According to steelwork contractor EvadX, this one crane was sufficient for the erection as although the overall steel tonnage was 360t, there were no members longer than 12m and the heaviest piece was under 1.5t.

EvadX Project Manager Andrew Roberts says: “We also brought a 90t-capacity mobile crane to site in order install the precast stairs and place metal decking packs on each level for the installer.”

Steelwork is based around a column spacing of 6m to 7.5m for the block’s perimeter, a pattern which was designed to suit the fenestrations. Internally, two rows of columns, 2.1m apart, form the central corridor that runs the length of the building on every floor.

A composite floor design has been chosen, whereby steel beams support the aforementioned metal decking, supplied and installed by Structural Metal Decks (SMD), and a fibre-reinforced concrete topping.

“The use of a composite deck solution gave us a slim floor construction, which was beneficial as the structure’s design has limited floor-to-floor heights in order to minimise the building’s overall height,” says SWF Consulting Director Phil Sarbutts.

Stability for the block is derived from cross bracing, which is concealed in partition walls and around the lift shaft and stairwells. Moment frames have also been used given the absence of a concrete core.

At first floor level and above, the building features a 1.25m-wide cantilever, which has been designed using moment connections back to the perimeter columns. The internal braced bays throughout the building are not continuous to ground so the first-floorplate has been designed to transfer forces to the outer braced bays.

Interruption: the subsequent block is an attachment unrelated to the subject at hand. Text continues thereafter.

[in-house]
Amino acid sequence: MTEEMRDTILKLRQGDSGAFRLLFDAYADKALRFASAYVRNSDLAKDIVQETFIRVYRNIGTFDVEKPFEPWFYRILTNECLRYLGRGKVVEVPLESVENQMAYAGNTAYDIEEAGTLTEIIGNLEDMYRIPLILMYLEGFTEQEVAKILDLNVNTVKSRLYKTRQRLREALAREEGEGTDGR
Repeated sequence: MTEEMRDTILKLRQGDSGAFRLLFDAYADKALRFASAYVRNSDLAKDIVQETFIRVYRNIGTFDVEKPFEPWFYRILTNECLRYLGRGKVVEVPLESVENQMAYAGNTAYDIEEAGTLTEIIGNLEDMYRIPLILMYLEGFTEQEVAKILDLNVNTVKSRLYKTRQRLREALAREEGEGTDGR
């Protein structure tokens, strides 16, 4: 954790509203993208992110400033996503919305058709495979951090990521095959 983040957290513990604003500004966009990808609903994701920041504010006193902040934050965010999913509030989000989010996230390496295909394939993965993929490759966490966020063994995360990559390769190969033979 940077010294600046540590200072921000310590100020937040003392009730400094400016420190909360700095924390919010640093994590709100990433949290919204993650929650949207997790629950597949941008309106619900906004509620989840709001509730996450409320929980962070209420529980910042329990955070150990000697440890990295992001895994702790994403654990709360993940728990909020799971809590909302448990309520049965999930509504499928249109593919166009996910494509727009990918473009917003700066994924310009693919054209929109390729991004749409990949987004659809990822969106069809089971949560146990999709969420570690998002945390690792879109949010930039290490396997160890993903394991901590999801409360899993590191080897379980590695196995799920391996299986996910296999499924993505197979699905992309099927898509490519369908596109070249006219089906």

Vibration can be an issue with residential buildings and in order to negate any problems a typical floorplate was modelled using SCIA engineer and CADS footfall analysis to determine the vibration characteristics.

“The floorplate was checked for excitation nodes along the corridor and response nodes in the living areas,” says Mr Sarbutts.

“The response factors were found to be in the region of 4 or below, which is very good. A vibration dose analysis was also carried out on the worst-case excitation node to assess the floorplate throughout the night.”

In summary, Sourced Development Group says it is delighted to have made such fantastic progress on the project, particularly with this year’s difficulties with the supply chain and changing government guidelines to working safely.

The company adds, EvadX has erected the steel frame ahead of schedule and they are incredibly excited to complete this first phase of a new landmark development.

Block B is expected to be complete in mid-2021, by which time Sourced Development Group will have already started work on blocks C and D.

Blocks A and E, as well as the car park, will then commence in 2022, with the project’s overall completion set for full occupation in early 2024.